18. 18. Wind Power-Energy From the Wind # Wind is the air that is moving hence contains energy. # People can use windmills to turn the wind energy into electricity. # The electricity that is produced by windmills is called wind power. # Since the wind can’t be used up, wind energy is . # Wind power does not cause air pollution. # However, in many areas, the wind isn’t strong or enough to generate enough electricity. Infer: In most cases, people use a large number of windmills to create electricity. What do you think is the reason a lot of windmills are used, instead of just one or two?
  19. 19. Fig.1.5 Windmills near Livermore, , produce electricity Explain: Based on what you see in the figure, what do you think is the reason windmills are not used in or other areas?
  20. 20. Fig. 1.6. Wind power
  21. 21. Solar Energy-Energy from the Sun €Most forms of energy come from the . For example, the fossilfuelswe use today were made from . €The heat and light that Earth gets from the sun is solar energy. SolarEnergy: is a , resourceand does not producepollution. is used to create electricityand to heat buildings. cells, or solarcells, can change into energy.  However, some don’t have enough sunny days to be able to use solar energy all the time.  Even though sunlight is free, solar cells are to make.
  22. 22. Why is energy from the sun renewable? Fig. 1.7. Solar Energy
  23. 23. The Sun The Sun is the original source of most energy resources. Plants store the Sun’s energy through photosynthesis. Animals then eat the plants.
  24. 24. : Have you ever used an object that was powered by sunlight? In a small group, talk about the different ways that sunlight can be used for energy. Hydroelectric Energy-Energy From Flow of Water ¥ Water have been used since ancient times to help people do work. ¥ is electrical energy produced from and is generally to produce. ¥ it causes no air pollution and is considered renewable. , ¥ it can be produced only in places that have a lot of fast-moving water. ¥ building a dam and a power plant to generate hydroelectric energy can be . ¥ Dams can harm wildlife living in and around the river. ¥ Damming a river can cause flooding and erosion.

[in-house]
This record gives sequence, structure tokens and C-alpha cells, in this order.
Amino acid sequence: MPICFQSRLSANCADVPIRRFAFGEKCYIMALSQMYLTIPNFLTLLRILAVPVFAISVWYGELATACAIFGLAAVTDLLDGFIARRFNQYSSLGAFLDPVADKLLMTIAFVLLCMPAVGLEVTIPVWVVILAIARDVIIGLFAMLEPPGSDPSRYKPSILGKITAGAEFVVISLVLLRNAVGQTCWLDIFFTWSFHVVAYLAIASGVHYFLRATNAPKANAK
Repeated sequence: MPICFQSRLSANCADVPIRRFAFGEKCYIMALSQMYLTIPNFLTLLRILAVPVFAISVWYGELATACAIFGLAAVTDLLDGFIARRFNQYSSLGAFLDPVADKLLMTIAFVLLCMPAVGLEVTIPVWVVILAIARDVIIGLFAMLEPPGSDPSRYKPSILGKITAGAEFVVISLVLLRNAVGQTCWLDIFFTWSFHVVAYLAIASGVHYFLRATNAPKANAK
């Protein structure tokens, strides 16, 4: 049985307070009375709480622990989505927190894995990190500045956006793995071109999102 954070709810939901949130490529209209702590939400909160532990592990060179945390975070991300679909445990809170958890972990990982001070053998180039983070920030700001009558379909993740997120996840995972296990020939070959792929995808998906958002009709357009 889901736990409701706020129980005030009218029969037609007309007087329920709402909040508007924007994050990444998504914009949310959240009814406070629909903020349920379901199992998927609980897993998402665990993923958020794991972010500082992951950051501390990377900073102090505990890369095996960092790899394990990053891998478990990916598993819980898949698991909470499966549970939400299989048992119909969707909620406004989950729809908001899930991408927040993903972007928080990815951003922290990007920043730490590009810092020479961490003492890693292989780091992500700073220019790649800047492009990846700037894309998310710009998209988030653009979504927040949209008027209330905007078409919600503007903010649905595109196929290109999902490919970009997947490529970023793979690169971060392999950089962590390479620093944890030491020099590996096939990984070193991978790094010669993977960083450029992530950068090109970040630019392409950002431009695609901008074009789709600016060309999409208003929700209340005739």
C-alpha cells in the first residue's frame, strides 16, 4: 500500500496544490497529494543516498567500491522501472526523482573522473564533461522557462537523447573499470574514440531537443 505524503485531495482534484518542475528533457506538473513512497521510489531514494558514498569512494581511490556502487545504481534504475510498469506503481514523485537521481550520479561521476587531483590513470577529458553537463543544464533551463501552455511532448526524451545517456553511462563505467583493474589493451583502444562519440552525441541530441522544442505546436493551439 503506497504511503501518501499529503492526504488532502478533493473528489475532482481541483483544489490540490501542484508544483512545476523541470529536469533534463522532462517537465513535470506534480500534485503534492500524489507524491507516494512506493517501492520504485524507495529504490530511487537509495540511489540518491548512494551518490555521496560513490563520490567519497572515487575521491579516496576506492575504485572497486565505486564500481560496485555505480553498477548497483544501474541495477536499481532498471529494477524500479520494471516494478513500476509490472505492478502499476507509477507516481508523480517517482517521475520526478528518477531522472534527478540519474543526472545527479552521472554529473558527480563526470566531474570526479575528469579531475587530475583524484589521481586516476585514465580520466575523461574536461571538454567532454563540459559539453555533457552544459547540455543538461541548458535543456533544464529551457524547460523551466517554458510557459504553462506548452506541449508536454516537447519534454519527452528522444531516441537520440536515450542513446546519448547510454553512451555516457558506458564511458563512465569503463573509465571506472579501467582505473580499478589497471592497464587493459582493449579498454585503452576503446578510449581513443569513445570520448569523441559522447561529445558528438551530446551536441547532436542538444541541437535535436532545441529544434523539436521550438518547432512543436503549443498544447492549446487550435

25. 25. Fig. 1.8. A dam in California which can create electricity because a lot of water moves through it every day.  Plants store energy from the sun Leaves, wood, and stems contain stored energy.  Even the dung of plant eating animals has a lot of stored energy.  These sources of energy are called biomass, which is an organic matter.  Biomass is commonly burned in its solid form to release heat.
  26. 26. Æ However, can also be changed into a liquid form. Æ The and in plants can be made into and used as fuel. Æ can be mixed with to make a fuel called gasohol. Æ Biomass is not very expensive and it is available almost everywhere. Æ Since biomass grows quickly, it is considered a resource. Æ However, we must be not to use up biomass faster than it can back. : What would happen if biomass were used at a faster rate than it was produced?
  27. 27. Geothermal Energy-Energy From Earth’s Heat © is energy produced by the heat within Earth. © This heat makes solid rocks get very hot. © If there is any water contained within the solid rock, the water gets hot, too. © The hot water can be used to generate electricity and to heat buildings. © It is considered because the heat inside Earth will © It does not create air pollution or the environment. © However, it can be used only where hot rock is near the surface. : What are the two uses for water that has been heated by hot rock?
  28. 28. Describe: On the figure, draw arrows showing the path that the steam takes as it moves through the power plant. Fig. 1.9.Geothermal Energy Generation Path ways